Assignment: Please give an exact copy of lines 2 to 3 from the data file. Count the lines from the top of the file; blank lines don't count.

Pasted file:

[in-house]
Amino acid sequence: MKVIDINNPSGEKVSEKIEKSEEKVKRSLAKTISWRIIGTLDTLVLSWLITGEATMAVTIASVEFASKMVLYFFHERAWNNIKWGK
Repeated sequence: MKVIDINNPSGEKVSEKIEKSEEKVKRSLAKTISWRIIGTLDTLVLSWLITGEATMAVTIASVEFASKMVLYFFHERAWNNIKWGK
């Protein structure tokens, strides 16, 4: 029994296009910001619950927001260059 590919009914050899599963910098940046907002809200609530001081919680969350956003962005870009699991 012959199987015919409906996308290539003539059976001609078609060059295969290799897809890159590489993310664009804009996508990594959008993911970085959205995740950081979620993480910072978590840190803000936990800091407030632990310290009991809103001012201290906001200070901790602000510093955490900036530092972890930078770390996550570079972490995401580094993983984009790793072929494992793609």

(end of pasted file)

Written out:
Amino acid sequence: MKVIDINNPSGEKVSEKIEKSEEKVKRSLAKTISWRIIGTLDTLVLSWLITGEATMAVTIASVEFASKMVLYFFHERAWNNIKWGK
Repeated sequence: MKVIDINNPSGEKVSEKIEKSEEKVKRSLAKTISWRIIGTLDTLVLSWLITGEATMAVTIASVEFASKMVLYFFHERAWNNIKWGK